As America honors the life and legacy of former US President Jimmy Carter, who recently entered hospice care at the age of 98 — W42ST recalls the 39th president’s lesser-known Hell’s Kitchen connections through the eyes of someone who met him one summer in Midtown.
Carter served a term as president from 1977 to 1981 before losing re-election to Ronald Reagan. Just a few years after his time in America’s highest office, Carter, his wife Rosalynn and 40 of their friends spent 27 hours on a bus to Midtown, arriving at the gritty streets of 1984 Hell’s Kitchen and the Metro Baptist Church on W40th Street between 9th and 10th Avenues. The Carters and the rest of the volunteer group planned to stay at the Metro Baptist Church (now the home of Rauschenbusch Metro Ministries) before heading down to the Lower East Side to complete Carter’s first-ever Habitat for Humanity renovation.
While the trip seemed to some as spontaneous, Rob DeRocker — a member of the Metro Baptist Church and the executive director of the Lower East Side’s Habitat for Humanity project — revealed that the collaboration stemmed from a series of coincidences.
“One day in 1984 I picked up a copy of The Daily News — which I never read,” said DeRocker, “and there was a little clip saying that former President Carter was going to be in New York for the 25th anniversary of the installation of the Greek Archbishop.” DeRocker wrote to Habitat for Humanity co-founder Millard Fuller with the news and said: “Wouldn’t it be great if President Carter stopped by our project?”
DeRocker knew it was a long shot. “Back then, the notion that a former leader of the free world would visit the Ninth Precinct on the Lower East Side — which had the highest homicide rate in the city — was just unfathomable,” he said. “But I thought, nothing ventured, nothing gained. I sent off the letter and forgot about it, and then Millard called me one morning and said, ‘I got news for you — Jimmy Carter’s coming to your project.’”
DeRocker was instructed to meet the former President and his Secret Service at the Waldorf Astoria Hotel before taking them down to see the dilapidated house. “I had just turned 25 and had never been in the presence of someone of that stature or anything close to it,” he recalled. He purchased a “thrift store suit that looked like something Al Capone would have worn,” and prepared to meet America’s 39th President.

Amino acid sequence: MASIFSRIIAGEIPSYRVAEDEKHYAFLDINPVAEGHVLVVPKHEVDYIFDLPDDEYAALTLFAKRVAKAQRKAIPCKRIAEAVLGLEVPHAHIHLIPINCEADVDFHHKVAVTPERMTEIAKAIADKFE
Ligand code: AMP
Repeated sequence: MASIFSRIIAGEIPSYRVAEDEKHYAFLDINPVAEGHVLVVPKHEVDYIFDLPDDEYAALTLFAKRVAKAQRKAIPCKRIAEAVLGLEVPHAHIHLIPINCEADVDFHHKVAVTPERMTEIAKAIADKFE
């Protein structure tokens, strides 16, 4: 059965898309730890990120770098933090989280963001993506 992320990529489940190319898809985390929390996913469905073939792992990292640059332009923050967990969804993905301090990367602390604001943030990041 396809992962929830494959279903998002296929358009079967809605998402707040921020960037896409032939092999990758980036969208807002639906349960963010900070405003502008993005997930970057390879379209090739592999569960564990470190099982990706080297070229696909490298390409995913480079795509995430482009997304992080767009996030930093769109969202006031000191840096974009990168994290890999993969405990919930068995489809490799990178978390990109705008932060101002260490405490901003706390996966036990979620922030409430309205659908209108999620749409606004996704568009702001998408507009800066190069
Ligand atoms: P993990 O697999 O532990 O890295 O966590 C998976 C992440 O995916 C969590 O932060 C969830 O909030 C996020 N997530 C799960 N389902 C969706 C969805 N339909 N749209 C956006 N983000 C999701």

As Carter approached, “it was as if somebody had stuck a vacuum cleaner hose into my mouth and sucked out all the moisture, I was so nervous,” said DeRocker. “But I managed to say, ‘Hello, Mr President’ and reached into a bag to give him a Junior’s Cheesecake. I said, ‘Mr. President, if you don’t come back to New York for any other reason, you have to come back for Junior’s cheesecakes.’”
Not only did former President Carter accept the cheesecake, but he agreed to tour the Habitat for Humanity project. “We get up to the roof of the building and look south and see Wall Street, the World Trade Center, and north to Midtown Manhattan,” said DeRocker. “He looked in the backyard of the building and saw an elderly woman cooking her breakfast over an open fire, and that clearly moved him.” The President turned to DeRocker and said, “Robert, you know, Millard Fuller is my boss. He said, if there’s any way I can help you here, just let him know.”
DeRocker blurted out the hope that Carter would send a few carpenters to help with the E6th Street building renovation. “The next day he called Millard Fuller and said that not only was he going to send carpenters, he was going to be one of those carpenters.”
“It was 3:30 on Sunday afternoon when the bedraggled group arrived at the Metro Baptist Church in New York’s Hell’s Kitchen, a seedy neighborhood just south of Times Square,” read an article in People. “Dressed in shirt-sleeves, khaki pants and Topsiders, Carter hoisted his bags up four flights of stairs to a sparsely furnished dormitory in the men’s quarters, where he and four others spread out over three double bunks. He and Rosalynn had been offered a private room, but they turned it over to a newly married couple. ‘This looks just fine,’ the former President of the United States said with a grin as he swung his suitcase onto an upper bunk.”